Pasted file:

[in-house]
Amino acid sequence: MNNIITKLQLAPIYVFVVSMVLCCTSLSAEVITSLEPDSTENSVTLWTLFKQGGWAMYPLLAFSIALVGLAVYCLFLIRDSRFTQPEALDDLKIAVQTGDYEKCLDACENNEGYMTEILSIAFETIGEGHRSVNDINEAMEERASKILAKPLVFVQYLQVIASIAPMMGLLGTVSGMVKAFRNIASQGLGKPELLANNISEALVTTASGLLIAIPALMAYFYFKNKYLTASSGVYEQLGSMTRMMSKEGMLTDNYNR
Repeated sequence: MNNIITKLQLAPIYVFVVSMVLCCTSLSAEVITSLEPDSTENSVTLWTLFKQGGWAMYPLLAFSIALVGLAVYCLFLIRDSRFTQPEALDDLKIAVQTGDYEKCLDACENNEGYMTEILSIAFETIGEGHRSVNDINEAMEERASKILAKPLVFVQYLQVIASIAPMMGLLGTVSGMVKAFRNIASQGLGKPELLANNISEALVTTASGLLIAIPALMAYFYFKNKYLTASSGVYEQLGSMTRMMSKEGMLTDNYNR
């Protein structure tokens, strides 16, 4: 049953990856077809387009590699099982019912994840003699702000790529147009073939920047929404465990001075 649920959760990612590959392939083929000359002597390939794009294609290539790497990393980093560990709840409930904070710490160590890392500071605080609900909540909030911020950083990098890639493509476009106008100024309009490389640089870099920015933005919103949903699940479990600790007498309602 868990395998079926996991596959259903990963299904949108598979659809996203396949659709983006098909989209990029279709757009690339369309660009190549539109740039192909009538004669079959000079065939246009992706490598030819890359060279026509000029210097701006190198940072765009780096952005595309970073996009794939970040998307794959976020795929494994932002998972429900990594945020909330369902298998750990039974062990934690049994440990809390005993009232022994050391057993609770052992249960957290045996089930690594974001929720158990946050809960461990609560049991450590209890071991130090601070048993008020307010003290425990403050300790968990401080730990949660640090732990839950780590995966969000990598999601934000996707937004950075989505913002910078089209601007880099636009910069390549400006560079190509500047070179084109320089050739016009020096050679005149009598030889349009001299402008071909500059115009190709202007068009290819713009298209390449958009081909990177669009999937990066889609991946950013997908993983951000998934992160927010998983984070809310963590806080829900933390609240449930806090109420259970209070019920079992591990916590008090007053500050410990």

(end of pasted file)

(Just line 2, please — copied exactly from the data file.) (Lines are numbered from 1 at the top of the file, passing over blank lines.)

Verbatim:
Amino acid sequence: MNNIITKLQLAPIYVFVVSMVLCCTSLSAEVITSLEPDSTENSVTLWTLFKQGGWAMYPLLAFSIALVGLAVYCLFLIRDSRFTQPEALDDLKIAVQTGDYEKCLDACENNEGYMTEILSIAFETIGEGHRSVNDINEAMEERASKILAKPLVFVQYLQVIASIAPMMGLLGTVSGMVKAFRNIASQGLGKPELLANNISEALVTTASGLLIAIPALMAYFYFKNKYLTASSGVYEQLGSMTRMMSKEGMLTDNYNR